Author: Rutgers University
Author Contact: rutgers.edu
Published: 14th Oct 2022 - Updated: 5th Jan 2023
Peer-Reviewed Publication: Yes
Additional References: Male Adolescence Publications
Summary: Young bisexual, transgender and low-income individuals are most at risk of psychological and physical victimization.
A sexual minority is a group whose sexual identity, orientation or practices differ from the majority of the surrounding society. Primarily used to refer to lesbian, gay, bisexual, or non-heterosexual individuals, it can also refer to transgender, non-binary (including third gender) or intersex individuals. Variants include GSM (Gender and Sexual Minorities), GSRM (Gender, Sexual and Romantic Minorities), and GSD (Gender and Sexual Diversity). They have been considered in academia, but it is SGM (Sexual and Gender Minority) that has gained the most advancement in recent years.
Sociodemographic Differences in Intimate Partner Violence Prevalence, Chronicity, and Severity Among Young Sexual and Gender Minorities Assigned Male at Birth: The P18 Cohort Study.
Intimate partner violence is chronic among young sexual and gender minorities assigned male at birth (YSGM-AMAB), with bisexual, transgender, and lower-income people in this group having the highest likelihood of victimization, a Rutgers study has found.
"Our findings demonstrate just how common and chronic intimate partner violence is for young gender and sexual minorities," said Marybec Griffin, an assistant professor in the Department of Health Behavior, Society and Policy at Rutgers School of Public Health and co-author of the study, which was published online ahead of print in the Journal of Interpersonal Violence September issue.
"The common perception is that violence happens only once," Griffin said. "But victims stay a long time in relationships where violence occurs for several reasons, and those most vulnerable to this cycle are economic, social, and sexual minority groups."
To determine how chronic and prevalent intimate partner violence is among this group of individuals and to determine whether sociodemographic characteristics have an effect, researchers surveyed 665 young people in New York City.
Data was drawn from Project 18, an ongoing cohort study funded by the National Institutes of Health that began in 2014. Participants recruited in two waves were between ages 18 and 24, self-reported being assigned male at birth, had sex with a male partner in the previous six months, and were HIV-negative.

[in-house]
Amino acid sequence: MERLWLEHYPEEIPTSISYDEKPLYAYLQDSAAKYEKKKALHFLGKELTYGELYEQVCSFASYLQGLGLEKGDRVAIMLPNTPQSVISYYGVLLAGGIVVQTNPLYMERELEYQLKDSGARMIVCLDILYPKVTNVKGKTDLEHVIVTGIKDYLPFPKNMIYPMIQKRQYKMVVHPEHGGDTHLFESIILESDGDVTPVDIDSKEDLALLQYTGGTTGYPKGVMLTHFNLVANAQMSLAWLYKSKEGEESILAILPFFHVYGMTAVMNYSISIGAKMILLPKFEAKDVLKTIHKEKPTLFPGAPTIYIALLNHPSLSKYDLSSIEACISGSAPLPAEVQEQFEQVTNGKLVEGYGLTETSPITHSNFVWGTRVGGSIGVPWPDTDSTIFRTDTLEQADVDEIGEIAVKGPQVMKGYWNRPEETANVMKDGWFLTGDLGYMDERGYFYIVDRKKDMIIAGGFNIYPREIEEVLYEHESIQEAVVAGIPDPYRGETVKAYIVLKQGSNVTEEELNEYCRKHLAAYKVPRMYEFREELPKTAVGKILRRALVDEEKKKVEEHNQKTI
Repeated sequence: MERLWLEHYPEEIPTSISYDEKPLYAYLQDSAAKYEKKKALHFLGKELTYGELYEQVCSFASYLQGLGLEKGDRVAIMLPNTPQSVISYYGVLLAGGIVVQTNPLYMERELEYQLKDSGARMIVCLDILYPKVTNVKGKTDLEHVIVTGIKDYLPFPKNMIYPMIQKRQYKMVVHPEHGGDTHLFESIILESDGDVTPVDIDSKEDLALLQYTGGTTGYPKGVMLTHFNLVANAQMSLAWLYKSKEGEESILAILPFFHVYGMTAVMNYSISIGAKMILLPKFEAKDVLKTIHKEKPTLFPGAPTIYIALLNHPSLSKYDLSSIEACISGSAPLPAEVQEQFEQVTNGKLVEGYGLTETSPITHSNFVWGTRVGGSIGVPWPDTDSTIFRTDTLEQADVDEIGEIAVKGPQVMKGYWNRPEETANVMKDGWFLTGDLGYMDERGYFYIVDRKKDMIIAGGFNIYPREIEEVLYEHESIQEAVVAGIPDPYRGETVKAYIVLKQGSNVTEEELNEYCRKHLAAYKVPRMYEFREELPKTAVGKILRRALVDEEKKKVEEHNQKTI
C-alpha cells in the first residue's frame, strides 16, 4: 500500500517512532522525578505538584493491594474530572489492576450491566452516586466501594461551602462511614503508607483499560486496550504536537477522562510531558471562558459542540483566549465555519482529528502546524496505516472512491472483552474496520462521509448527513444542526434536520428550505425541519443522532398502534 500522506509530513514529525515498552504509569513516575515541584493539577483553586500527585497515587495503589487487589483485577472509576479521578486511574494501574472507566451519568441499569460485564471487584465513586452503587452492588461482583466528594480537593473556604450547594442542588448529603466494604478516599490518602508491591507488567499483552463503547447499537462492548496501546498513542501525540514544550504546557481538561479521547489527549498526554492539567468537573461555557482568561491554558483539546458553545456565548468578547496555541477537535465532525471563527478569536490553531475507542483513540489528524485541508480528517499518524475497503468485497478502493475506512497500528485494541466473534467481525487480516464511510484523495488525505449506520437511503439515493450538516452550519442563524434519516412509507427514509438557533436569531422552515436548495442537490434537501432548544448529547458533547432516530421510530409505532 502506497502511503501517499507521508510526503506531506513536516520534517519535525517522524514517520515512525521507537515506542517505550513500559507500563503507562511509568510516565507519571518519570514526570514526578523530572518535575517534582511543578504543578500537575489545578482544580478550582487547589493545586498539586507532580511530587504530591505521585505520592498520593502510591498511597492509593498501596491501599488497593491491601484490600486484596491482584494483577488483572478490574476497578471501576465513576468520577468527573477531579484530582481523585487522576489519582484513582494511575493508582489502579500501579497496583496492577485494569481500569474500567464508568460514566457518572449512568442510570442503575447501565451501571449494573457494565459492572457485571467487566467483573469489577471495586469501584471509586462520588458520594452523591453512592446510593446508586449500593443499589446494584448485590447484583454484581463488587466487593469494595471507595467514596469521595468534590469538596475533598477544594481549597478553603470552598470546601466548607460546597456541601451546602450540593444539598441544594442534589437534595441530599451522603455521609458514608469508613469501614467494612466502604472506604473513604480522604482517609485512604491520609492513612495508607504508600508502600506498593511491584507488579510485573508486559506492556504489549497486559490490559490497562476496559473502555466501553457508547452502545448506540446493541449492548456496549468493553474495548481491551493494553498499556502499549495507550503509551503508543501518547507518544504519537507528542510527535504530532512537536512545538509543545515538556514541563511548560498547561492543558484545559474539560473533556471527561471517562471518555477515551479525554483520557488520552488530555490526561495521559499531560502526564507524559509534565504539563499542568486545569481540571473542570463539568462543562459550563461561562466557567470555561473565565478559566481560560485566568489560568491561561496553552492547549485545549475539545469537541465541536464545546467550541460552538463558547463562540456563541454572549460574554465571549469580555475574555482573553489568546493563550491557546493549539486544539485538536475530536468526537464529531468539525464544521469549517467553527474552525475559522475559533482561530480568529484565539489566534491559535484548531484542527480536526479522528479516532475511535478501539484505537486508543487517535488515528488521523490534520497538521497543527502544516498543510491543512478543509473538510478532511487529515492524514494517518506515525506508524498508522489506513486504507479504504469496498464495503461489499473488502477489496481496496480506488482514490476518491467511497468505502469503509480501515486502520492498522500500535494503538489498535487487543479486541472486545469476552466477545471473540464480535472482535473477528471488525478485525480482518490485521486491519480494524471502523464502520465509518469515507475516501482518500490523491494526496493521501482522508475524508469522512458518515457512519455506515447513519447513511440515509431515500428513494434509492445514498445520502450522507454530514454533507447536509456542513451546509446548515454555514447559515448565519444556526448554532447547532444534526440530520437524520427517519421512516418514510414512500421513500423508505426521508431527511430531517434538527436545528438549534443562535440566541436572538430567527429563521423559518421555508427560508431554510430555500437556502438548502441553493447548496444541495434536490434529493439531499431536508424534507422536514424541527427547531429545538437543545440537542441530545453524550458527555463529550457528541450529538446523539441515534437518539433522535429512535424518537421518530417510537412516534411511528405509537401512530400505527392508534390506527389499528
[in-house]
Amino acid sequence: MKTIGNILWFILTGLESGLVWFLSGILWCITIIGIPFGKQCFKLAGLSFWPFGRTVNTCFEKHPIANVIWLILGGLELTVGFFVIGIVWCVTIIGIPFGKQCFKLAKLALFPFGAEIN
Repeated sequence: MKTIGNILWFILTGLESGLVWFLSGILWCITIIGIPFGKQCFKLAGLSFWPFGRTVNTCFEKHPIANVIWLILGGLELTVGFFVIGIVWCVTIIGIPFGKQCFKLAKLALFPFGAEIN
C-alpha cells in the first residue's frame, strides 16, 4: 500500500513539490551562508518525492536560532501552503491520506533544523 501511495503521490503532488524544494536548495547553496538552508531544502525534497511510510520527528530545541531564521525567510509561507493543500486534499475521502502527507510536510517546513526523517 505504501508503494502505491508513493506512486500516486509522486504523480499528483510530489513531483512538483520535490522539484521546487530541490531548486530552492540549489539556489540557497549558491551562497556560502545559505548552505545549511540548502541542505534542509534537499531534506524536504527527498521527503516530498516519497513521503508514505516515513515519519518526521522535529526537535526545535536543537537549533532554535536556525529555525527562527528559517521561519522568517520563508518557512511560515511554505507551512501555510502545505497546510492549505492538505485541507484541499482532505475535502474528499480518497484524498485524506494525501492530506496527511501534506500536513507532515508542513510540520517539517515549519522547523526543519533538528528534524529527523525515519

Participants were asked about their gender identity, race and ethnicity, sexual identity and income, and education levels.
Nearly half of the participants (47.1 percent) reported being the victim of intimate partner violence in the past year. Psychological violence was the most common form of victimization reported, at 37.6 percent, followed by sexual violence (22.1 percent) and physical violence (19.5 percent). Psychological violence was the most common form of perpetration.
Bisexual, transgender, and lower-income participants were more likely to report victimization. In contrast, Asian and Pacific Islanders, bisexual, transgender, and lower-income participants were more likely to report the perpetration of intimate partner violence.
Transgender participants were more likely to report severe psychological or minor and severe injury victimization than cisgender participants. Bisexual participants were more likely to report severe injury and severe sexual victimization than gay participants.
Participants who made less than $5,000 annually (34.6 percent of the sample) were more likely to report severe injury and minor and severe sexual victimization than participants who earned more than $5,000.
The findings suggest that intimate partner violence "is a prevalent and chronic health problem" for many young sexual and gender minorities assigned male at birth and reveal "sociodemographic disparities in [intimate partner violence] experiences in this historically-marginalized group ...reflecting larger systems of oppression and privilege in our society," the researchers noted in the study.
Griffin said the data should be used to develop intimate partner violence prevention and intervention programs and strengthen education and health policies.
"The takeaway from our work is that the range of people experiencing intimate partner violence is shockingly high and that for sexual and gender minorities, the violence is often repeated," Griffin said.
Male at Birth Sexual and Gender Minorities Have Higher Odds of Partner Violence | Rutgers University (rutgers.edu). SexualDiversity.org makes no warranties or representations in connection therewith. Content may have been edited for style, clarity or length.
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• (APA): Rutgers University. (2022, October 14). Male at Birth Sexual and Gender Minorities Have Higher Odds of Partner Violence. SexualDiversity.org. Retrieved September 23, 2023 from www.sexualdiversity.org/sexuality/adolescent/boys/1037.php
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